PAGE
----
The Synchronicity of F. Scott Fitzgerald
I had meant to post this blog item last Saturday, but I was too busy writing the obituary of ABC sportscaster Jim McKay.
But, on the dubious theory that it's better late than never, I wanted to point out the odd occurrence of having two articles in The Post about F. Scott Fitzgerald on the same day. On Saturday, my obituary of University of South Carolina scholar Matthew J. Bruccoli, who was undoubtedly the country's leading authority on Fitzgerald, ran in the paper and online. I didn't realize it until I opened the paper on Saturday, but critic Jonathan Yardley, in one of his "Second Reading" columns, had a lovely essay about Andrew Turnbull's biography of Fitzgerald, written in 1962.
As it happens, I quoted Yardley -- my first mentor in journalism, but that's another story -- in my obituary of Bruccoli, and not to Bruccoli's credit. Yardley wrote in 1981 that Bruccoli "has been accused in various quarters of being the impresario behind a 'Fitzgerald industry.' The charge is not without merit, especially as it applies to his eagerness to edit and publish any scrap of Fitzgeraldiana, no matter how trivial."
I don't disagree with Yardley's point, but Bruccoli was nonetheless an important force in scholarship, and his contributions to our understanding of the greatest generation of American writers cannot be denied. Bruccoli wrote or edited more than 60 books that explore the lives and works of Fitzgerald, Ernest Hemingway, Thomas Wolfe, John O'Hara and other writers, and he singlehandedly made the University of South Carolina a major repository of writers' papers and documents.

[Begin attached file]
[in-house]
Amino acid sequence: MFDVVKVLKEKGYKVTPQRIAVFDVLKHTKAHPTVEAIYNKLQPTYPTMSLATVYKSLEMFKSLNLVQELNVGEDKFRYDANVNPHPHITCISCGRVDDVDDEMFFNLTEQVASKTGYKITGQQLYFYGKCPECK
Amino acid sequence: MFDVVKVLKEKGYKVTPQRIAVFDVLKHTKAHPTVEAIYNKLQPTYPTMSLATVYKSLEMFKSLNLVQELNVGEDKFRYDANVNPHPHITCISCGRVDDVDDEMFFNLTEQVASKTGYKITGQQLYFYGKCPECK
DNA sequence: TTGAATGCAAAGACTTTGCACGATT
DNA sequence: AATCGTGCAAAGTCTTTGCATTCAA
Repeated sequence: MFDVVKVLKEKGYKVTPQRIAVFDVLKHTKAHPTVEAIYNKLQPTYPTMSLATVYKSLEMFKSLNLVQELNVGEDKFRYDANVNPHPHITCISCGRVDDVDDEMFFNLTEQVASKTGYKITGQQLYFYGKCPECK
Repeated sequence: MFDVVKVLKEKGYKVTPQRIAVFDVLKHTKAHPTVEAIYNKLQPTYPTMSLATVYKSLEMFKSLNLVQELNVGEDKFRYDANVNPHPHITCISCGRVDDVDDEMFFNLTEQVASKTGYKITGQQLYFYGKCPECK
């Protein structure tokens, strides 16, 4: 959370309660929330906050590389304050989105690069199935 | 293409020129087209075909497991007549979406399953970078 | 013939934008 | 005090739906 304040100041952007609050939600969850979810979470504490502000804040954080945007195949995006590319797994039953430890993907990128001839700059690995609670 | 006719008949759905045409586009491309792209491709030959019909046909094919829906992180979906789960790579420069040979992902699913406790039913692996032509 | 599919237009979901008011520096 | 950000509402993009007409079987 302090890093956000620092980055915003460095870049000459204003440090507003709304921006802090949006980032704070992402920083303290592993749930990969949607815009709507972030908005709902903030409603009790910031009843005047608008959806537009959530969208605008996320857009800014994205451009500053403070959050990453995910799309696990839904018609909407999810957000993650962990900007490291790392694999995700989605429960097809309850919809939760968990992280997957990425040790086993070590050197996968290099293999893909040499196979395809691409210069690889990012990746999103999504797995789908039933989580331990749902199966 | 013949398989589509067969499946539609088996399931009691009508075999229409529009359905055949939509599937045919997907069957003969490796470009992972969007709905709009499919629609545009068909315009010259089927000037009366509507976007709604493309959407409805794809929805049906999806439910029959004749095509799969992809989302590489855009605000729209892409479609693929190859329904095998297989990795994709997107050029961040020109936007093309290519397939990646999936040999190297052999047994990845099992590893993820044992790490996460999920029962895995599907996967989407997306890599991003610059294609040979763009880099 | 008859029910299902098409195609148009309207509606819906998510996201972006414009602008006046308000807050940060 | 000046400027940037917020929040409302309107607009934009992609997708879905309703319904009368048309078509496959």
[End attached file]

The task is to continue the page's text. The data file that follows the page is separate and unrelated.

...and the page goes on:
It's curious to note that the death of Jim McKay was all over the news on television, and our online editors were pushing me Saturday to finish the obit and get it on the Web.
One day earlier, no one at the paper asked me about Bruccoli, who wasn't widely known outside the world of literature, and whose death passed unnoticed by every TV network and most papers. But I've already received many comments from people who knew him and his work and who were glad the Post took time to do an original obituary. Not one person has written to me about the much more famous Jim McKay.
The comments to this entry are closed.